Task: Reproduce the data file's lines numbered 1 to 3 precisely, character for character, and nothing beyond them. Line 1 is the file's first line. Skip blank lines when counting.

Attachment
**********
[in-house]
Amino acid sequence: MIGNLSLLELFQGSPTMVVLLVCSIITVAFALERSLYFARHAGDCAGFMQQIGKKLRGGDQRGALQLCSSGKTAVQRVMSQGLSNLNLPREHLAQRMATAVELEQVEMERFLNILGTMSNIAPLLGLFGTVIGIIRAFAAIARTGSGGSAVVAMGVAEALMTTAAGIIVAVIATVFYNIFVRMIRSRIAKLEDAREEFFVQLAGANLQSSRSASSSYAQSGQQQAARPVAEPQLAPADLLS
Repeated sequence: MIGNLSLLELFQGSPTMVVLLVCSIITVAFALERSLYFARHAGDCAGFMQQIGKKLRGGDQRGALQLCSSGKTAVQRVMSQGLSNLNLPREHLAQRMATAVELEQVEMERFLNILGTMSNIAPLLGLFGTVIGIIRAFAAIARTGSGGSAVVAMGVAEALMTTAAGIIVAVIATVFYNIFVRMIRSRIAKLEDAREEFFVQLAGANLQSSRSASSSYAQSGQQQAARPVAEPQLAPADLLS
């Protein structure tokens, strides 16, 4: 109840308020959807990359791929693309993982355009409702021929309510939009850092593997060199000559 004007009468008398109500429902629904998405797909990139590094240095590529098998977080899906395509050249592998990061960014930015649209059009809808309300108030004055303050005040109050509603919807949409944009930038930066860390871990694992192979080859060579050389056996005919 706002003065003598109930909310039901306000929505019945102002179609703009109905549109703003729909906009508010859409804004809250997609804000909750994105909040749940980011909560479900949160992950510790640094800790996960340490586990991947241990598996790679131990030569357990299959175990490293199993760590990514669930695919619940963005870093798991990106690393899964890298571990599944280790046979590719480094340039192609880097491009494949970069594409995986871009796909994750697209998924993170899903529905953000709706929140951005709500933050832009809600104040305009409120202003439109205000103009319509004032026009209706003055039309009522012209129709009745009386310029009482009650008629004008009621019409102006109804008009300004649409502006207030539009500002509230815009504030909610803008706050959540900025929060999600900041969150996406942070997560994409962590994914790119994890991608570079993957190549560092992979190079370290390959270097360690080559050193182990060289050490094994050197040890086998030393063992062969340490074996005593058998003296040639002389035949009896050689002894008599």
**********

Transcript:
[in-house]
Amino acid sequence: MIGNLSLLELFQGSPTMVVLLVCSIITVAFALERSLYFARHAGDCAGFMQQIGKKLRGGDQRGALQLCSSGKTAVQRVMSQGLSNLNLPREHLAQRMATAVELEQVEMERFLNILGTMSNIAPLLGLFGTVIGIIRAFAAIARTGSGGSAVVAMGVAEALMTTAAGIIVAVIATVFYNIFVRMIRSRIAKLEDAREEFFVQLAGANLQSSRSASSSYAQSGQQQAARPVAEPQLAPADLLS
Repeated sequence: MIGNLSLLELFQGSPTMVVLLVCSIITVAFALERSLYFARHAGDCAGFMQQIGKKLRGGDQRGALQLCSSGKTAVQRVMSQGLSNLNLPREHLAQRMATAVELEQVEMERFLNILGTMSNIAPLLGLFGTVIGIIRAFAAIARTGSGGSAVVAMGVAEALMTTAAGIIVAVIATVFYNIFVRMIRSRIAKLEDAREEFFVQLAGANLQSSRSASSSYAQSGQQQAARPVAEPQLAPADLLS